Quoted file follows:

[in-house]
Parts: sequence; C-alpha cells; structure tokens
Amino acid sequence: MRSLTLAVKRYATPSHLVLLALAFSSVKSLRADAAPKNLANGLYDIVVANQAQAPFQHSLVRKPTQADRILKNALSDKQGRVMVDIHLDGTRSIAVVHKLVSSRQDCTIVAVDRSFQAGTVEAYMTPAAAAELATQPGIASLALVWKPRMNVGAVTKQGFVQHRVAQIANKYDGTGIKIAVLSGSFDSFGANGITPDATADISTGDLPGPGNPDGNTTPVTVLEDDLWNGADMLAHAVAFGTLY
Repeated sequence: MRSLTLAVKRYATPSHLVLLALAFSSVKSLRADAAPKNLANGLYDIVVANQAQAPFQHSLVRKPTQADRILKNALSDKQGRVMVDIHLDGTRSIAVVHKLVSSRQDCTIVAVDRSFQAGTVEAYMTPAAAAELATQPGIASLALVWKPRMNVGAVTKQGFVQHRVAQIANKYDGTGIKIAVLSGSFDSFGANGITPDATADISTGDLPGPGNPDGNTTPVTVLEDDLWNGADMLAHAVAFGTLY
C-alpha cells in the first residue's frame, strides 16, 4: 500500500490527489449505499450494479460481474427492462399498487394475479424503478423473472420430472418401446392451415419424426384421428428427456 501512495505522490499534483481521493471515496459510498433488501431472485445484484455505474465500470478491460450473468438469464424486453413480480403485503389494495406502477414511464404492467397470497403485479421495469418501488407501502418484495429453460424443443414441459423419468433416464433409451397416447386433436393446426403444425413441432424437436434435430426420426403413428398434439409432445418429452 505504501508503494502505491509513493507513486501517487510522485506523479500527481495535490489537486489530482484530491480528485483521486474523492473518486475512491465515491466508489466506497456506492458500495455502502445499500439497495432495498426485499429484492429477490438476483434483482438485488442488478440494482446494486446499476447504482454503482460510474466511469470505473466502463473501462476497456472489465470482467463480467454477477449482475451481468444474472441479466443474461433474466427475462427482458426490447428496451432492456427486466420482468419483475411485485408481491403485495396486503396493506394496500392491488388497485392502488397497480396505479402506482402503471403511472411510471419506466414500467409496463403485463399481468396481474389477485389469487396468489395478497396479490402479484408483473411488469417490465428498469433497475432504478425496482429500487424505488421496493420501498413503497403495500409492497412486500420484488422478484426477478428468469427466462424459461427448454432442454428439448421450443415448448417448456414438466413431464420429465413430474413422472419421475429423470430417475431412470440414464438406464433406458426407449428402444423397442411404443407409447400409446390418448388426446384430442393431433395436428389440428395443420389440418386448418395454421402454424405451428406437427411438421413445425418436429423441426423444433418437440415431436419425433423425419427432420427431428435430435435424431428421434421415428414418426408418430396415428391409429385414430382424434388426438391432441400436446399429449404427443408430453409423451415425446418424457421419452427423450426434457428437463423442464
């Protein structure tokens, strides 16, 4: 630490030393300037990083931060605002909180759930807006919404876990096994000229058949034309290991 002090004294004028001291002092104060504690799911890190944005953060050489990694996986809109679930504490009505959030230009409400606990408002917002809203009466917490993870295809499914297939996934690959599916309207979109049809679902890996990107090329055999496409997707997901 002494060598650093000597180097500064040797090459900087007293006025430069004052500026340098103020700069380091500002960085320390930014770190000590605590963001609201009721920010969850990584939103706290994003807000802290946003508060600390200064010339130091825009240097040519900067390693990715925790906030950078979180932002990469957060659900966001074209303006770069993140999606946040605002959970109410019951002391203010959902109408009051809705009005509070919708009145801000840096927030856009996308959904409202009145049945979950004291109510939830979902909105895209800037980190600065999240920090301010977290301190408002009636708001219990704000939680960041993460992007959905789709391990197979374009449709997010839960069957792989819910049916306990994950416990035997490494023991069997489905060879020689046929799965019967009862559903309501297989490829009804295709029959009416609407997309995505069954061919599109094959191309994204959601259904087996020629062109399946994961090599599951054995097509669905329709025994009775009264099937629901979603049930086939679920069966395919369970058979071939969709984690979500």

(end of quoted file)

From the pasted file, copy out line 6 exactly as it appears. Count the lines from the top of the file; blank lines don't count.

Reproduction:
């Protein structure tokens, strides 16, 4: 630490030393300037990083931060605002909180759930807006919404876990096994000229058949034309290991 002090004294004028001291002092104060504690799911890190944005953060050489990694996986809109679930504490009505959030230009409400606990408002917002809203009466917490993870295809499914297939996934690959599916309207979109049809679902890996990107090329055999496409997707997901 002494060598650093000597180097500064040797090459900087007293006025430069004052500026340098103020700069380091500002960085320390930014770190000590605590963001609201009721920010969850990584939103706290994003807000802290946003508060600390200064010339130091825009240097040519900067390693990715925790906030950078979180932002990469957060659900966001074209303006770069993140999606946040605002959970109410019951002391203010959902109408009051809705009005509070919708009145801000840096927030856009996308959904409202009145049945979950004291109510939830979902909105895209800037980190600065999240920090301010977290301190408002009636708001219990704000939680960041993460992007959905789709391990197979374009449709997010839960069957792989819910049916306990994950416990035997490494023991069997489905060879020689046929799965019967009862559903309501297989490829009804295709029959009416609407997309995505069954061919599109094959191309994204959601259904087996020629062109399946994961090599599951054995097509669905329709025994009775009264099937629901979603049930086939679920069966395919369970058979071939969709984690979500």